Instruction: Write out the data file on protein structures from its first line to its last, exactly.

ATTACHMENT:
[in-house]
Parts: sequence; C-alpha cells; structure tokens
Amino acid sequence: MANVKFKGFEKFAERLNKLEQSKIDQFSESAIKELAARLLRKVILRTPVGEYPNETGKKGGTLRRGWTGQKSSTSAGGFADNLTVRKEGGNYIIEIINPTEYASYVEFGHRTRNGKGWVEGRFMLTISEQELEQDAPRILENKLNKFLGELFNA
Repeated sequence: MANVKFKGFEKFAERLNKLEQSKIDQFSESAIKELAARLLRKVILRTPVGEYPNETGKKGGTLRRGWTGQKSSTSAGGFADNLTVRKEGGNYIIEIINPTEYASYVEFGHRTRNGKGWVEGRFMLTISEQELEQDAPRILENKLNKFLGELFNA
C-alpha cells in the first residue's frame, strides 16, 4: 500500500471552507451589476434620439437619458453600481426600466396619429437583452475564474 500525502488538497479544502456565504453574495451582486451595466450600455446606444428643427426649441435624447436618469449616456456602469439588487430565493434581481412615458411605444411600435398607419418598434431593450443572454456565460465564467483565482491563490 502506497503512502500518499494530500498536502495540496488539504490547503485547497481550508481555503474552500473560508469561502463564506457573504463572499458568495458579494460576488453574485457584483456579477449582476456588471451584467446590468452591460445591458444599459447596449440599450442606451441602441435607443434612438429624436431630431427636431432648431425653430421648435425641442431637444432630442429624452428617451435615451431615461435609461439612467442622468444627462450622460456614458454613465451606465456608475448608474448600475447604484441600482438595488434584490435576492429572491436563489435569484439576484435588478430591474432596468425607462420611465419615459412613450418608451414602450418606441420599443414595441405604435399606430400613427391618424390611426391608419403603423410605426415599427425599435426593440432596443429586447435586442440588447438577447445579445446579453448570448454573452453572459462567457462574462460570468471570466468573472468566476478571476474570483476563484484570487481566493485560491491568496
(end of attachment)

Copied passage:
[in-house]
Parts: sequence; C-alpha cells; structure tokens
Amino acid sequence: MANVKFKGFEKFAERLNKLEQSKIDQFSESAIKELAARLLRKVILRTPVGEYPNETGKKGGTLRRGWTGQKSSTSAGGFADNLTVRKEGGNYIIEIINPTEYASYVEFGHRTRNGKGWVEGRFMLTISEQELEQDAPRILENKLNKFLGELFNA
Repeated sequence: MANVKFKGFEKFAERLNKLEQSKIDQFSESAIKELAARLLRKVILRTPVGEYPNETGKKGGTLRRGWTGQKSSTSAGGFADNLTVRKEGGNYIIEIINPTEYASYVEFGHRTRNGKGWVEGRFMLTISEQELEQDAPRILENKLNKFLGELFNA
C-alpha cells in the first residue's frame, strides 16, 4: 500500500471552507451589476434620439437619458453600481426600466396619429437583452475564474 500525502488538497479544502456565504453574495451582486451595466450600455446606444428643427426649441435624447436618469449616456456602469439588487430565493434581481412615458411605444411600435398607419418598434431593450443572454456565460465564467483565482491563490 502506497503512502500518499494530500498536502495540496488539504490547503485547497481550508481555503474552500473560508469561502463564506457573504463572499458568495458579494460576488453574485457584483456579477449582476456588471451584467446590468452591460445591458444599459447596449440599450442606451441602441435607443434612438429624436431630431427636431432648431425653430421648435425641442431637444432630442429624452428617451435615451431615461435609461439612467442622468444627462450622460456614458454613465451606465456608475448608474448600475447604484441600482438595488434584490435576492429572491436563489435569484439576484435588478430591474432596468425607462420611465419615459412613450418608451414602450418606441420599443414595441405604435399606430400613427391618424390611426391608419403603423410605426415599427425599435426593440432596443429586447435586442440588447438577447445579445446579453448570448454573452453572459462567457462574462460570468471570466468573472468566476478571476474570483476563484484570487481566493485560491491568496